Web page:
Seeking Personalized, Holistic Treatment for Ocular and Mental Health, Part II
with Anu Chiarelli, MA, RN
In Part I of this two-part blog post, Anu Chiarelli, a counselling therapist, registered nurse, and dry eye patient, discussed how dry eye disease (DED) can negatively impact mental health. For Part II Anu discusses the benefits effective, personalized, and holistic treatments can have on both physical and mental health.[Interview Continued]
How can finding effective treatment for DED have a positive impact on mental health?[Anu]: Effective treatment can get us back to functioning in life and enjoying life. That was my case. When I started getting effective treatment, I first got back into functioning in life better and then with more treatment I got back to enjoying life.
Having severe dry eye can be quite traumatizing, and the anxiety doesn’t completely go away because there is worry over whether the treatment will last. And if it doesn’t last, there is worry whether treatment will work next time.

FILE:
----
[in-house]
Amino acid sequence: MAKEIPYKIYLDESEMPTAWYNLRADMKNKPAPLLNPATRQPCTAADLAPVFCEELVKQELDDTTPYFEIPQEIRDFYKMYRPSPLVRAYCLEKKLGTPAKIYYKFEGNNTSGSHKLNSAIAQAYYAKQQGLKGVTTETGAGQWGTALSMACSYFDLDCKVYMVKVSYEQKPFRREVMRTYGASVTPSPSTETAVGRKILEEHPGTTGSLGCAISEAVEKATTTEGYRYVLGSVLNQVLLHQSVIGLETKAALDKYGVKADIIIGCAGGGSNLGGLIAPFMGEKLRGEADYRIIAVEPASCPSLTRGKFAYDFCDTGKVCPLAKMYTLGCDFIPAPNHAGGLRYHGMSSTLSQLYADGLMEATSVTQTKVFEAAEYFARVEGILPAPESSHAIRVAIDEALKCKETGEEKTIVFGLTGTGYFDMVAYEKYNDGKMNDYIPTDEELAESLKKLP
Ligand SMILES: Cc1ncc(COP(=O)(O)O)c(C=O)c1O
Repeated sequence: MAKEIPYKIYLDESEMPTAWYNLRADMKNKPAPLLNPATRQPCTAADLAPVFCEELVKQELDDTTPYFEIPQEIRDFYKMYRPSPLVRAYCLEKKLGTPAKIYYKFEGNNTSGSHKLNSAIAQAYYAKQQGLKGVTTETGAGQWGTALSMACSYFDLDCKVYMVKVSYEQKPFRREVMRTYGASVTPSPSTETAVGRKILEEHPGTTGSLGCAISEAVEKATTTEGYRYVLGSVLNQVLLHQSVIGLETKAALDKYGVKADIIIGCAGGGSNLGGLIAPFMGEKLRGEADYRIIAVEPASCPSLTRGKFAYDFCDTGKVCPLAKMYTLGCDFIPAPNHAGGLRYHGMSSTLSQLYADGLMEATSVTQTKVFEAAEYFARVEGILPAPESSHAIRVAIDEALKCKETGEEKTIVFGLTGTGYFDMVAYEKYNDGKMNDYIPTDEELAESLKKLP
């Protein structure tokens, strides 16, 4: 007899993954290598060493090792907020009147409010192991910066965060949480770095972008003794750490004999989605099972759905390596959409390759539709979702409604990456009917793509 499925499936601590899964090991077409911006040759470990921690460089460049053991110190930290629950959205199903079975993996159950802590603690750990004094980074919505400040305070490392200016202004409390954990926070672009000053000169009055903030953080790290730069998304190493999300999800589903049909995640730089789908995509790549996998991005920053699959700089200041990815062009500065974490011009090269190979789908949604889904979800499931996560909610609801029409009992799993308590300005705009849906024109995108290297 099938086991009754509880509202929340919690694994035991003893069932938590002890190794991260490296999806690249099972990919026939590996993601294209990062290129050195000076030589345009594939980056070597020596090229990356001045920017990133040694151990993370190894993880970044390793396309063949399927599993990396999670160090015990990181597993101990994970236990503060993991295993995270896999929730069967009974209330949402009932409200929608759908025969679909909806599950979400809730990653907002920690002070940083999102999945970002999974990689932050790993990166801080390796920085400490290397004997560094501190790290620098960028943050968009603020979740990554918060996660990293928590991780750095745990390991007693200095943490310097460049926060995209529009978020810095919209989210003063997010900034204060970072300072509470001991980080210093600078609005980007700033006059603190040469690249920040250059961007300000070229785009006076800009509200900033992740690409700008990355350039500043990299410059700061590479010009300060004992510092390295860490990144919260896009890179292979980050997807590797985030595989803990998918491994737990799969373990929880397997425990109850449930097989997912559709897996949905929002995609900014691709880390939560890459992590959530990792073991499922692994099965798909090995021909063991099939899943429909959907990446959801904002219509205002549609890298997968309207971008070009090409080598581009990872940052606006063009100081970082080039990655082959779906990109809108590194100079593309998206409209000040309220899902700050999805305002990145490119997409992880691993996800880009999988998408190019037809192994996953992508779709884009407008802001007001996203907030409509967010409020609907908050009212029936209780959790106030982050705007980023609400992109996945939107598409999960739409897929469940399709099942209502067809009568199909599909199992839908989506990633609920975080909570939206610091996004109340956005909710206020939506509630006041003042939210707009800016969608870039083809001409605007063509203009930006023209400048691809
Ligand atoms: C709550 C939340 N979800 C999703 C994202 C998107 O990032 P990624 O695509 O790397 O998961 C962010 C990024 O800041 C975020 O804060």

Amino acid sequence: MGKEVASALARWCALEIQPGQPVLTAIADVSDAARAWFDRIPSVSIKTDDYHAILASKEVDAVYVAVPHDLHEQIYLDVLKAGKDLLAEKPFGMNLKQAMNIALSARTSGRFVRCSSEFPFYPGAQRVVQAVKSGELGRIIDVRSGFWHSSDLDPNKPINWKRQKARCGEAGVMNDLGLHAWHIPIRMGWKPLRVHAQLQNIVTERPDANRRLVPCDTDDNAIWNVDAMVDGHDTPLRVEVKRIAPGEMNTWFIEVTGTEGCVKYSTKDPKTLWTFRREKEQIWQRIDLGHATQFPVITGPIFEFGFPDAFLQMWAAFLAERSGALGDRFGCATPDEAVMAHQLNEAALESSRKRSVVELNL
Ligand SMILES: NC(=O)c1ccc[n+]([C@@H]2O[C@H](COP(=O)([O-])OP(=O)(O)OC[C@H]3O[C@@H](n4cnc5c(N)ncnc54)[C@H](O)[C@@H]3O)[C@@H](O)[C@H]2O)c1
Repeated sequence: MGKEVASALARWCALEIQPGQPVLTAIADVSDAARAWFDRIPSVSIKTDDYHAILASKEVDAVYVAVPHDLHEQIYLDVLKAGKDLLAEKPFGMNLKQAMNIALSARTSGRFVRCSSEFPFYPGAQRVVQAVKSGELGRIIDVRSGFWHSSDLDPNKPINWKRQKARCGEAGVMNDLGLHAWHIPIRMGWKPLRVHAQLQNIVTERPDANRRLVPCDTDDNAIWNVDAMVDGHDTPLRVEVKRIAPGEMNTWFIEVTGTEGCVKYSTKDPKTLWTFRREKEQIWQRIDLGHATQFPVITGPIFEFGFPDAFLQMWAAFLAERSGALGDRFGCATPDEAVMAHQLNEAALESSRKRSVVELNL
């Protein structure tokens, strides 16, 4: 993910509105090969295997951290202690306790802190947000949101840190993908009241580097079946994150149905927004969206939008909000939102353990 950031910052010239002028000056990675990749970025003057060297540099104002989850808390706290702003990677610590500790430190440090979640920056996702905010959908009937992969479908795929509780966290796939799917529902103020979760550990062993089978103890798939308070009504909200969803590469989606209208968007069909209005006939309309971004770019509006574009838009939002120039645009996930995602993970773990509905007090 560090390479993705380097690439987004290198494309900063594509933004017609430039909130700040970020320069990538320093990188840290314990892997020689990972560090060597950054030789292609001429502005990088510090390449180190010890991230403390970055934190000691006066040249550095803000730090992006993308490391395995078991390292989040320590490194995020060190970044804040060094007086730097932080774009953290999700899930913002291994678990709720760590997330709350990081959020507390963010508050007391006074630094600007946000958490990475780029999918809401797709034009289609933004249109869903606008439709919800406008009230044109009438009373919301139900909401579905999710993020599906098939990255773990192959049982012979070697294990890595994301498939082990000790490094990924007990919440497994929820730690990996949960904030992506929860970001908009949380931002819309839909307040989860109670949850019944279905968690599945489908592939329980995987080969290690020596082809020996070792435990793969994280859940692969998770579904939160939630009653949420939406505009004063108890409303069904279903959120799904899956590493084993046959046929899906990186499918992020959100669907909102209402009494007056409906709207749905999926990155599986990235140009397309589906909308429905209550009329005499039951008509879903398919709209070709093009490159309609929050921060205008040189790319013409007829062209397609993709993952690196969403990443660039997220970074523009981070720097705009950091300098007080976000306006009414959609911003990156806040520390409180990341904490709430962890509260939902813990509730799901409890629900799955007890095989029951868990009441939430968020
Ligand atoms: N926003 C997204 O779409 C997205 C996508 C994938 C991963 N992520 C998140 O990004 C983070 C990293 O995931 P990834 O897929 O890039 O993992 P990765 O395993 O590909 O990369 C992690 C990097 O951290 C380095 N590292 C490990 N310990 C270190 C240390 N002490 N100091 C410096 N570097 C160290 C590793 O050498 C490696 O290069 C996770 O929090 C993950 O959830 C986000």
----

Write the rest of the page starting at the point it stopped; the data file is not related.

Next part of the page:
I found the anxiety can be there even though my eyes can be ok. A little bit of dryness or anything I notice in my eyes can trigger that anxiety. Hypervigilance to anything that could be wrong is one of the symptoms of trauma. PTSD means that something traumatic happened in the past and you are reliving it in the present.
If you get effective treatment, then you can enjoy life in the present.
What is holistic treatment, and how can treatment be personalized for each patient?[Anu]: Holistic treatment is the whole person approach. It includes the physical, emotional, mental, spiritual, and relational or social aspects of a person. Holistic treatment recognizes that no part can be separated from the whole and all those parts impact each other because it is all one.
Personalized treatment really means that you consider all the different aspects of a person. No one can be an expert on all those different parts, but doctors and ECPs needs to recognize the impact of all those different parts and educate their patients about that because a lot of patients don’t understand the body-mind connection. If your patient has mental health issues (which has such a stigma associated with it), so another term is stressors, or life issues, help your patient get help.